Traditional defined benefit pensions remain the most common retirement plan for public sector employees. 84 percent of state and local government employees have access to a pension. Increasingly, however, anti-pension ideologues say public employees should be given a choice between pensions and 401(k)-style defined contribution plans. Just this year, Indiana, Michigan, and Pennsylvania made changes to give workers a choice among different types of retirement plans. What happens when public employees actually make a choice? They overwhelmingly choose pensions.
Last week the National Institute on Retirement Security (NIRS) released an update of its Decisions, Decisions report. This report examines eight states where public employees are given a choice among defined benefit pensions, defined contribution plans, or a defined benefit-defined contribution hybrid plan. The NIRS researchers found that in six of the eight states 80 percent or more of public employees chose the traditional defined benefit pension. In the other two states, the numbers were 75 and 76 percent. In North Dakota, 98 percent of public employees chose the pension plan. In the Ohio public employees plan, 95 percent chose the traditional pension.
In Washington state, teachers and public employees are offered a choice between a traditional pension and an unusually generous defined benefit-defined contribution combination plan. For both teachers and public employees, the combination plan is the default option. Despite this, nearly two-thirds of public employees in Washington actively choose the pension plan. For teachers, it is a smaller majority that chooses the pension plan, but the number of teachers actively choosing the pension has increased each year for seven years in a row. Clearly, more and more teachers in Washington are realizing the value of a traditional pension.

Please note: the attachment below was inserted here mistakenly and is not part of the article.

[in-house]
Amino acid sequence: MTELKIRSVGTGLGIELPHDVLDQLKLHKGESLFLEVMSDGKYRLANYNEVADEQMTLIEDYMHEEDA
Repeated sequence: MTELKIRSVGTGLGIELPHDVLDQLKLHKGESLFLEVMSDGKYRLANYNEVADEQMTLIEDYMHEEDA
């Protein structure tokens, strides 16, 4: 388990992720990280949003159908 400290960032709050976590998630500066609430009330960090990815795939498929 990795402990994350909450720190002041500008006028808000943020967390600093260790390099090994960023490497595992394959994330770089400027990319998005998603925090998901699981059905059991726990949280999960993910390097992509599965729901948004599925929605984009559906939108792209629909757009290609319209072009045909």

This report comes in the context of a growing number of polls and surveys that find most American workers prefer pensions. A recent Gallup poll found that 51 percent of workers would leave their current job for a job that offered a pension. The only employee benefit that was more highly valued as a reason to change jobs was monetary bonuses (54 percent). In Kentucky, a state that is currently engaged in an intense debate around public pensions, a recent survey found that 86 percent of Kentuckians believe all workers should have access to pensions. Additionally, 92 percent of those surveyed agree that pensions are a good way to recruit and retain teachers and other public employees. This follows similar polling done earlier this year that found that 86 percent of Americans believe all workers should have access to a pension.
Several states this year acted to give public employees choice among retirement plans, whether employees want that choice or not. Florida switched the default retirement plan from the pension to the 401(k)-style plan. Indiana created a 401(k)-style plan and will now give teachers a choice between that plan and the traditional pension. Michigan changed the default option for public school employees to the defined contribution plan and made their combination plan less generous. Pennsylvania created two new combination plans and a defined contribution-only plan and made the defined contribution plan the default option for teachers and state employees.
In spite of these changes, the evidence indicates that public employees will continue to choose pensions over other options. Perhaps legislators should consider the actual decisions made by workers and expand access to pensions, since this is clearly what their constituents want.